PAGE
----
Mazda3 thrills - inside and out

Auto & Audio June 04, 2014 00:00

By Kingsley Wijayasinha
The Nati

4,884 Viewed

This subcompact may not offer pulsating acceleration, but it is the most attractive car in its segment, feels light, glides through corners effortlessly and is overall fun to drive

Mazda has been enjoying tremendous growth in Thailand for the past 2-3 years, the main reason being that it offers vehicles that soon become the benchmark in their respective segments. 
Take the CX-5 for example. Since its introduction, the crossover, which is the first model to feature full SkyActiv technology from Mazda, has been scooping up numerous awards around the world, including Japan Car of the Year. In Thailand, it brought Mazda back into the SUV market as a leading brand, being able to take on the all-time favourite, Honda’s CR-V. 
So when the new Mazda3 was due for launch, I had high expectations for this subcompact. Everyone wanted to know how Mazda’s “Kodo – Soul of Motion” design would be applied and what kind of performance improvement would the SkyActiv technology be able to achieve.
Actually there’s no need to go into details about the new Mazda3 design. All you need to do is look at it, and it kinds of makes your day – if you are car crazy enough. The fluidity, muscularity and the stance of the hatchback version you see here makes the Mazda3 the most attractive car in its segment. No doubt about it. 
But what is surprising is the quality of the interior. Step inside and you’ll discover a cabin that reminds you of a European car rather than one from Japan. There’s a tablet-styled display on the console along with a rotary control knob that you usually find in luxury cars, allowing you to do all sorts of things ranging from playing music and the DVD to hooking up the system with a smartphone for streaming music and even checking out Facebook notifications. 
The model I drove was the 2.0S Sports, which is priced at Bt974,000 and may be lacking some high-tech gadgets, again which you would find in higher end vehicles. Intelligent safety features that you won’t get are the SCBS (Smart City Brake Support) and RVM (Rear Vehicle Monitoring), which many including myself are irritated by so nothing lost here. The beige interior offered for the top model is way too cheesy as well (c’mon you gotta stick with black and red), although the paddle shifters for the 6-speed SkyActiv auto gearbox are something to be dearly missed.
Navigation is also offered in the top model, but that’s no problem as any smartphone can be used instead. Google is great. What you still get is DSC (Dynamic Stability Control), TCS (Traction Control System) as well as Voice Control and ADD (Active Driving Display) which shows the current speed (and navigation information for the top model).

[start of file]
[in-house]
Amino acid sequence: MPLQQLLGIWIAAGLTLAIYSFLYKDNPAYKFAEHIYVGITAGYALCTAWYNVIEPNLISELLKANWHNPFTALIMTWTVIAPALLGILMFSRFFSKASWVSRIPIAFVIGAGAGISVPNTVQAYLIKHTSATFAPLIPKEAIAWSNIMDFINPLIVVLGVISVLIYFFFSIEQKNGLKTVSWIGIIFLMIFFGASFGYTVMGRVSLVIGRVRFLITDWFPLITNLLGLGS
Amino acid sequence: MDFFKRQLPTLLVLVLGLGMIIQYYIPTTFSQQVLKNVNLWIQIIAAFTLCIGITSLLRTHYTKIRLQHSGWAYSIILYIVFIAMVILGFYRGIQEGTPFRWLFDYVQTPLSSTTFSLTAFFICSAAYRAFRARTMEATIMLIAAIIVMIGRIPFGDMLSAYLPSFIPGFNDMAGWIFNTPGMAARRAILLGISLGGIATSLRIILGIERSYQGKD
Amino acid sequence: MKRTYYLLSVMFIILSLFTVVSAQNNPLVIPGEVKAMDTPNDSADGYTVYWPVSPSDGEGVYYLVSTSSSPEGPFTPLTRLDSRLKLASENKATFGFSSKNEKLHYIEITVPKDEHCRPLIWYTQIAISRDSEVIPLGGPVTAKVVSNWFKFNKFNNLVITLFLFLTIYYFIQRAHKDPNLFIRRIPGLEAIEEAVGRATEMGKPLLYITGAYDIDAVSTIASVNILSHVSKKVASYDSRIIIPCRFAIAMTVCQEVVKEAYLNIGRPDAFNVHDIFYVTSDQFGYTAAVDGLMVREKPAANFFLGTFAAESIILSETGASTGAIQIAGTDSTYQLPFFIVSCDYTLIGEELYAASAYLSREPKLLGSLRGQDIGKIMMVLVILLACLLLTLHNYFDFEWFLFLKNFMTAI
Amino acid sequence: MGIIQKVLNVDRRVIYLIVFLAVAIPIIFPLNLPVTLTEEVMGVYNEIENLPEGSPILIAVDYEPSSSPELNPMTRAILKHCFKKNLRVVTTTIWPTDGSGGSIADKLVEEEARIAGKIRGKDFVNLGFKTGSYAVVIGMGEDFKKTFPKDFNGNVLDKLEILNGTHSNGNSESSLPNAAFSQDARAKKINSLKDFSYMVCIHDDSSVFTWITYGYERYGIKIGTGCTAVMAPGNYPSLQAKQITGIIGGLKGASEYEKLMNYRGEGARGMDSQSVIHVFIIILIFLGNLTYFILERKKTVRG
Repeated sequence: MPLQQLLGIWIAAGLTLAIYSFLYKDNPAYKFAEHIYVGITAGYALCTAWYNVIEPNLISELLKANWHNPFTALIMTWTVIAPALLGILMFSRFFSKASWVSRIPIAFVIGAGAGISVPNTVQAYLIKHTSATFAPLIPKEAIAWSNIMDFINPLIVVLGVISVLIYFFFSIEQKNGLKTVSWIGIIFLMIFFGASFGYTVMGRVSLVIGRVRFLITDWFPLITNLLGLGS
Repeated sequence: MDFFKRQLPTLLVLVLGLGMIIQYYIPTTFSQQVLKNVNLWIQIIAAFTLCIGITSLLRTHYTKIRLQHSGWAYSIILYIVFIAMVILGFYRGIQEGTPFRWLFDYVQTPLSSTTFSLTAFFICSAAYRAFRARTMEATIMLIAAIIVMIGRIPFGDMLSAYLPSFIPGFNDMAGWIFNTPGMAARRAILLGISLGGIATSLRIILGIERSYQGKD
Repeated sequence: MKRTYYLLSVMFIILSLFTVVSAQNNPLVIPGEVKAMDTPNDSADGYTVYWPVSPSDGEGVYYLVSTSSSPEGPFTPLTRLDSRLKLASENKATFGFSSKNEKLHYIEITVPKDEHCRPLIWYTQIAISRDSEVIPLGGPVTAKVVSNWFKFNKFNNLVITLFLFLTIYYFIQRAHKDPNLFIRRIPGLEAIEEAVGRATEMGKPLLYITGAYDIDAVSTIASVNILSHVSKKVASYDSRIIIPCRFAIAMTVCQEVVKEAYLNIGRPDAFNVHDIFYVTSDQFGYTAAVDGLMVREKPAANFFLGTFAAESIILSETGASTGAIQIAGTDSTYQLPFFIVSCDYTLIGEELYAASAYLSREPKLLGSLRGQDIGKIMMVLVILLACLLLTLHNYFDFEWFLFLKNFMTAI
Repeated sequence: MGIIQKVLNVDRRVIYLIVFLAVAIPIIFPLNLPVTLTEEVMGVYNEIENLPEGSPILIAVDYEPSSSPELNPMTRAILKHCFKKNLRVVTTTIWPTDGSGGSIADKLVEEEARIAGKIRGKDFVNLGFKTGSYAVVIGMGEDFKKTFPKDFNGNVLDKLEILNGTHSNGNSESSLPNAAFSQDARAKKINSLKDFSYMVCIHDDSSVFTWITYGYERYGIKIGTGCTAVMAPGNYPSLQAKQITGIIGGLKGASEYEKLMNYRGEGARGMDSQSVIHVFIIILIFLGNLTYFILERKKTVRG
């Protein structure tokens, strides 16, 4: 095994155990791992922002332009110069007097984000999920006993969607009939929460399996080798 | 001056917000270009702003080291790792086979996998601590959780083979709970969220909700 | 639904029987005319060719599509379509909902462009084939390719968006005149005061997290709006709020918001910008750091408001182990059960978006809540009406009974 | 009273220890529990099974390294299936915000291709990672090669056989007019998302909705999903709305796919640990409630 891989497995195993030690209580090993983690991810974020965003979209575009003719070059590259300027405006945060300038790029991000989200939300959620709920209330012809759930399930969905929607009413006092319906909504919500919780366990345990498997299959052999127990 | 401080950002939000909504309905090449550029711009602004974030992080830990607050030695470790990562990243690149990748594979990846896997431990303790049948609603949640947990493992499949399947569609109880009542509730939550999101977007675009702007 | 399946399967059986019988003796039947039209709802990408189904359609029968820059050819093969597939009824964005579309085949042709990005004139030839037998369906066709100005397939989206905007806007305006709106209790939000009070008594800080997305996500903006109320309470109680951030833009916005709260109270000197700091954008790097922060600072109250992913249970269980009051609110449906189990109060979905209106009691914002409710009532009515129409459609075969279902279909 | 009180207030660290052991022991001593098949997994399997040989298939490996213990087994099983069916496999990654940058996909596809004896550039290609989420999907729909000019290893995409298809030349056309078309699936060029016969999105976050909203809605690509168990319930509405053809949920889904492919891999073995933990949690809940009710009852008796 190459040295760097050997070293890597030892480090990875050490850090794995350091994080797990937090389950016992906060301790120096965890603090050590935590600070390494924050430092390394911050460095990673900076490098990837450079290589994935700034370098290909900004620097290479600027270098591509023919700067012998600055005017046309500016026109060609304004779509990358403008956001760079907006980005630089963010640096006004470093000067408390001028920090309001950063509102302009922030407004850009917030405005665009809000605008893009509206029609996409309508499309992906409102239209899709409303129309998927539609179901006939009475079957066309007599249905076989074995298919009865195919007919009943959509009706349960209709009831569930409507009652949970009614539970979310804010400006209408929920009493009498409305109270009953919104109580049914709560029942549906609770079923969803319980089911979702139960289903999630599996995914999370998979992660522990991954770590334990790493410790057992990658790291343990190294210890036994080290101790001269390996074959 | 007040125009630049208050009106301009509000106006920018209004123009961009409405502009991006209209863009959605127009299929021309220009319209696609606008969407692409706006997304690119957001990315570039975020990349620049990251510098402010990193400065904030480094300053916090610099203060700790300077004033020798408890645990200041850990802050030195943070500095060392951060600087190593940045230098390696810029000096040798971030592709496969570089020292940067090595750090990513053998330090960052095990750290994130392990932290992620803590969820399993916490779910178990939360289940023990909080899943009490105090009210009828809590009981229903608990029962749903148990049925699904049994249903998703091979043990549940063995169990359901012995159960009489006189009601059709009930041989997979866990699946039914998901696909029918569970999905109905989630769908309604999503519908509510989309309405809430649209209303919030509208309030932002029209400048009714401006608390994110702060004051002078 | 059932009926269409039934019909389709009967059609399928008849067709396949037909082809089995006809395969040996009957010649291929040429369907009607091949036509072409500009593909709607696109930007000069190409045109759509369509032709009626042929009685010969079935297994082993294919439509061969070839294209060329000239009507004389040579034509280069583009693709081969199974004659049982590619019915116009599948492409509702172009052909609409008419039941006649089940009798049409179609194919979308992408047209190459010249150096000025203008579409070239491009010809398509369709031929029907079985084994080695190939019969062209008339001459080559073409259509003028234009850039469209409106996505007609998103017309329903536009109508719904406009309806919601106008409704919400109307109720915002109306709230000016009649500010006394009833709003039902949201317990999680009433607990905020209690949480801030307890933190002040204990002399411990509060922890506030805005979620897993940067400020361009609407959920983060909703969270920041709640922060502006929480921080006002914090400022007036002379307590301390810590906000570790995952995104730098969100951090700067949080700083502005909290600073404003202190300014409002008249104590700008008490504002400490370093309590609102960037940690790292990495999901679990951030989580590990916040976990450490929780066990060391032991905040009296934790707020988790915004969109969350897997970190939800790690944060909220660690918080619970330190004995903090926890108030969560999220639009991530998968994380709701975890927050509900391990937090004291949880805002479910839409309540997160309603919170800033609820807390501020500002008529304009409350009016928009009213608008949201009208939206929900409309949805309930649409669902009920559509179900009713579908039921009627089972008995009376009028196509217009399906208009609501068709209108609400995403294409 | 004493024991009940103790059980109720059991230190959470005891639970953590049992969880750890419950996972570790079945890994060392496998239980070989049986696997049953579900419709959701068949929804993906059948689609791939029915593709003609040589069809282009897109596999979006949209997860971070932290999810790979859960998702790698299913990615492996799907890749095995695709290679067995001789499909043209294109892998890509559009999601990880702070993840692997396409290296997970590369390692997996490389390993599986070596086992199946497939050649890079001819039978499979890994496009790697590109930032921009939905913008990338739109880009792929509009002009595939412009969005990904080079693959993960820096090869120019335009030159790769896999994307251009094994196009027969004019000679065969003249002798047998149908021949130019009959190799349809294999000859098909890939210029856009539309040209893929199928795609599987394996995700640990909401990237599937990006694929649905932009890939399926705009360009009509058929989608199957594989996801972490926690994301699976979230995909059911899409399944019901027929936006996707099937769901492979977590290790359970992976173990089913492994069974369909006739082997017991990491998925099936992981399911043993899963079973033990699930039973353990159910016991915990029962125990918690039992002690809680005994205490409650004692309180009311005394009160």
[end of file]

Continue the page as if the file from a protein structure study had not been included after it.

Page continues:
Apart from the design, the performance of the Mazda3 is another buying point. Anyone driving it for the first time will quickly notice the sharp handling and informative steering. The Mazda3 feels light and glides through corners effortlessly, although the suspension, strut/multi-link with stabilisers front and rear, has lost the stiff damper settings found in the first-generation Mazda3. The suspension still offers a good level of ride comfort despite running on 215/45 R18 tyres.
According to Mazda, the new 2.0-litre SkyActiv direct-injection gasoline engine produces 15 per cent more power and torque, along with a 15 per cent improvement in fuel economy. Maximum output is claimed at 165 horsepower and 210Nm and puts it in between the Ford Focus (170hp, 202Nm) and Honda Civic (155hp, 190Nm). Unfortunately, cars in this class don’t offer head-banging acceleration (there’s so much 210Nm can do for a 1.3-tonne car), and this is also the case with the Mazda3. 
Acceleration is rather linear, and eventually you can get the car to break the 200km/h mark.
And driving it is still fun. The 6-speed gearbox is smart and offers high-rev shiftdowns that help you match the engine speed with the corner. The shifts are smooth both up and down, and the manual mode offers the right shift lever direction – forward for downshifts and backwards for upshifts. The vehicle’s braking performance is among the best in class as well, with the four-wheel discs offering good pedal feel and ease of control. 
The Mazda3 is another Mazda3 that will be winning lots of awards like the CX-5 has done. But that is for Mazda to be happy about. For customers, it’s the outstanding design both inside and out, high equipment level as well as the enjoyment you get sitting behind the steering wheel of the Mazda3 that counts.
Mazda3 2.0S Sports 5-door hatchback
Engine: 4-cylinder DOHC 16-valve
Displacement: 1,998cc
Bore and stroke: 88.5x91.2mm
Compression ratio: 14.0:1
Max power: 165ps/6,000rpm
Max torque: 210Nm/4,000rpm
Transmission: 6-speed automatic
Ratios: 3.522/2.022/1.452/1.000/0.708/0.699
Suspension (f/r): McPherson strut, stabiliser/multi-link, stabiliser
Steering: powered rack-and-pinion
Turning circle: 10.6m
Brakes (f/r): vented disc/disc
Dimensions (mm)
Length: 4,460
Width: 1,795
Height: 1,460 (1,465 incl fin-type antenna)
Wheelbase: 2,700
Track (f/r): 1,655/1,660
Weight: 1,297kg
Wheels: 18-in alloy
Tyres: 215/45 R18
Fuel tank capacity: 61 litres
Price: Bt974,000
Distributor: Mazda Sales Thailand